Chang-e-4: First panoramic images of China moon lander


Panorama of the moon, cylinder projectionImage copyright

Image subtitle

Cylindrical projection of Von Kármán crater from one of the probe cameras

The Chinese space agency has released its first panoramic picture of the lunar location, where it landed the spacecraft this month.

The image shows parts of the static probe and the robotic robot, which now explores the landing site in Von Kármán's crater on the opposite side of the Moon.

The Chang-e-4 mission was the first attempt to bring down the side of the Moon that we do not see.

The rover just woke up from a "standby" period.

Controllers put him in this mode right after the touchdown as a precaution against high temperatures as the Sun rose to its highest point on the landing site.

Image copyright

Image subtitle

Azimuth projection of the landing site of one of the cameras in the landing module of Chang & # 39; e-4

These temperatures were expected to reach about 200 ° C. But China's Lunar Exploration Program (CLEP) said the Yutu 2 rover, its lander and satellite relay were all in a "stable condition."

CLEP, who released the footage, said in a statement: "Researchers have completed preliminary analysis of the topography of the lunar surface around the landing site based on the image taken by the landing camera."

Chinese state television also apparently released a photo of Yutu 2's static lander.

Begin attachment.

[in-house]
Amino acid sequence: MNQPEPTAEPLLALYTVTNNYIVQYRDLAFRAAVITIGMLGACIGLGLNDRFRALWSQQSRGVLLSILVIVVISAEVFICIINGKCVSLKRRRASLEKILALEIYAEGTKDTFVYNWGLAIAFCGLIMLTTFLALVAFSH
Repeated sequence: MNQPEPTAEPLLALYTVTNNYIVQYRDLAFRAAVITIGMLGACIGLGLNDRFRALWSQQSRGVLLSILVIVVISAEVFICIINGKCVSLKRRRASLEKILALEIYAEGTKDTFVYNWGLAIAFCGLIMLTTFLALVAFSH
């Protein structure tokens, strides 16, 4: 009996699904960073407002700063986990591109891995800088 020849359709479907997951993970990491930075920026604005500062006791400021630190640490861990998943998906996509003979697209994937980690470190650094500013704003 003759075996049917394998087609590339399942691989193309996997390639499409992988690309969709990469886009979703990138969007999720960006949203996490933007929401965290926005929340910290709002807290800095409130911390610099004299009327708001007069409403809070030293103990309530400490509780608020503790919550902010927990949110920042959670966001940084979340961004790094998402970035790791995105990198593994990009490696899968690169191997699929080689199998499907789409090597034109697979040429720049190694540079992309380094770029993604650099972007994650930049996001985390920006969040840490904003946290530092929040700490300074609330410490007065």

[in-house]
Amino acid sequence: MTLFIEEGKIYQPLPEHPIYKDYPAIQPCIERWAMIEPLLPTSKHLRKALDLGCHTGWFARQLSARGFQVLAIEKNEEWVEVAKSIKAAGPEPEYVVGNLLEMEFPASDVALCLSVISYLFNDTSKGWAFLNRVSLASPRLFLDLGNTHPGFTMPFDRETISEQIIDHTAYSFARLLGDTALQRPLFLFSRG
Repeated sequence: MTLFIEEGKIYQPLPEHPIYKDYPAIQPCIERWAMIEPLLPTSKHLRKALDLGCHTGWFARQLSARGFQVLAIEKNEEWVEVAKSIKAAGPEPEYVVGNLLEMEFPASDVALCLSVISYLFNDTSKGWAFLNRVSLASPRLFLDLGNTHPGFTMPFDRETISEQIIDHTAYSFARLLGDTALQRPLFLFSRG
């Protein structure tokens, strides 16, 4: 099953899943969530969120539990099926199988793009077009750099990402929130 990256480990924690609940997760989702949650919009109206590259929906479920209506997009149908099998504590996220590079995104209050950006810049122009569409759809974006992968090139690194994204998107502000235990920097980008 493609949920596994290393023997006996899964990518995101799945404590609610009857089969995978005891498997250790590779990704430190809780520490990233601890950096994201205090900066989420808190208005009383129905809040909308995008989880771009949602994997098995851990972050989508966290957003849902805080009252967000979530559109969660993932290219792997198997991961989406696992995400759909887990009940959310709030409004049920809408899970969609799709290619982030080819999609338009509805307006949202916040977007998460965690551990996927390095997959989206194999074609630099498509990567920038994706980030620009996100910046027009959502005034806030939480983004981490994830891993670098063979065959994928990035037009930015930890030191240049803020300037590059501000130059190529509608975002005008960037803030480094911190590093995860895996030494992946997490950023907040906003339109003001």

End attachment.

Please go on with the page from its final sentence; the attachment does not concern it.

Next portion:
In contrast to previous landing site images, the panoramic image was color-corrected by Chinese researchers to better reflect the colors we would see if we were there.

Online commentators had pointed out that these earlier, unprocessed images made the lunar landscape look reddish – far removed from the gray landscapes of family gunpowder from other surface missions.

Image subtitle

Gross images made the lunar surface look red; new images have been calibrated

In an article for The Conversation, Professor Dave Rothery of the Open University in Milton Keynes noted: "In the crude version, the lunar surface looks red because the detectors used were more sensitive to red than blue or green" .

Chang-e-4 was launched from the Xichang Satellite Launch Center in China on December 7. He landed at 10:26 p.m., Beijing time (02:26 GMT), on January 3. This is the first mission to explore the far side of the Moon from the surface.

Because of a phenomenon called "tidal blockade," we see only one face of the Earth's Moon. This is because the Moon takes the same time to spin on its own axis when it is necessary to complete an Earth orbit.

The farther side is more robust, with a thicker, older crust with more craters. There are also very few "maria" – dark basaltic "seas" created by lava flows – which are evident on the more familiar side.

The rover and lander are carrying instruments to analyze the geology of the unexplored region.

Space News reported that the rover would be placed in a dormant state on January 12, to coincide with the lunar night, when temperatures could fall to around -180 ° C.

During that time, the rover would have limited functions.

Follow Paul on Twitter.


Source link